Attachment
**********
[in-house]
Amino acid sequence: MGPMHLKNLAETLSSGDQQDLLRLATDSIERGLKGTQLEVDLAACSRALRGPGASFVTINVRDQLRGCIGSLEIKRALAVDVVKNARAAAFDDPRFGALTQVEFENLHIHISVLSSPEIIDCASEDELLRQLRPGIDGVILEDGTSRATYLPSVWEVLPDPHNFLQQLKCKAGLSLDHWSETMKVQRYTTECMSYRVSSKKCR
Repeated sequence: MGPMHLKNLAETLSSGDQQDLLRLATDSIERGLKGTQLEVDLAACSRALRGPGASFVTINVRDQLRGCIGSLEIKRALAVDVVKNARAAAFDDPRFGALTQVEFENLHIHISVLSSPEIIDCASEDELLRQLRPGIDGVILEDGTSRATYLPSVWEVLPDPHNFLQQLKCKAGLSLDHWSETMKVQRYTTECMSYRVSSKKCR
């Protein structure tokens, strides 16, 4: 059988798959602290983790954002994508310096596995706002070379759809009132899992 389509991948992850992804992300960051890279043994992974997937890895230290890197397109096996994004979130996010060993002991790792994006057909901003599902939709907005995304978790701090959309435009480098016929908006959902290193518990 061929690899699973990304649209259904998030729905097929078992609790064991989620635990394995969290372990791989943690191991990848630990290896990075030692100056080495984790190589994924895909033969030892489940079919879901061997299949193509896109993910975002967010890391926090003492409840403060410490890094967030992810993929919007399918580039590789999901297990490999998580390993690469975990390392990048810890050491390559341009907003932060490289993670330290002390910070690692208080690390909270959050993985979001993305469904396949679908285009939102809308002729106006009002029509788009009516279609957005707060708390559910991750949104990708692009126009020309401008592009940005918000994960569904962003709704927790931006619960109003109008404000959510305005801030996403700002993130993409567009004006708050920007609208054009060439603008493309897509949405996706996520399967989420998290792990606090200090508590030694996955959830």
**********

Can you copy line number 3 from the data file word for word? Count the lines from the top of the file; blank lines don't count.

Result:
Repeated sequence: MGPMHLKNLAETLSSGDQQDLLRLATDSIERGLKGTQLEVDLAACSRALRGPGASFVTINVRDQLRGCIGSLEIKRALAVDVVKNARAAAFDDPRFGALTQVEFENLHIHISVLSSPEIIDCASEDELLRQLRPGIDGVILEDGTSRATYLPSVWEVLPDPHNFLQQLKCKAGLSLDHWSETMKVQRYTTECMSYRVSSKKCR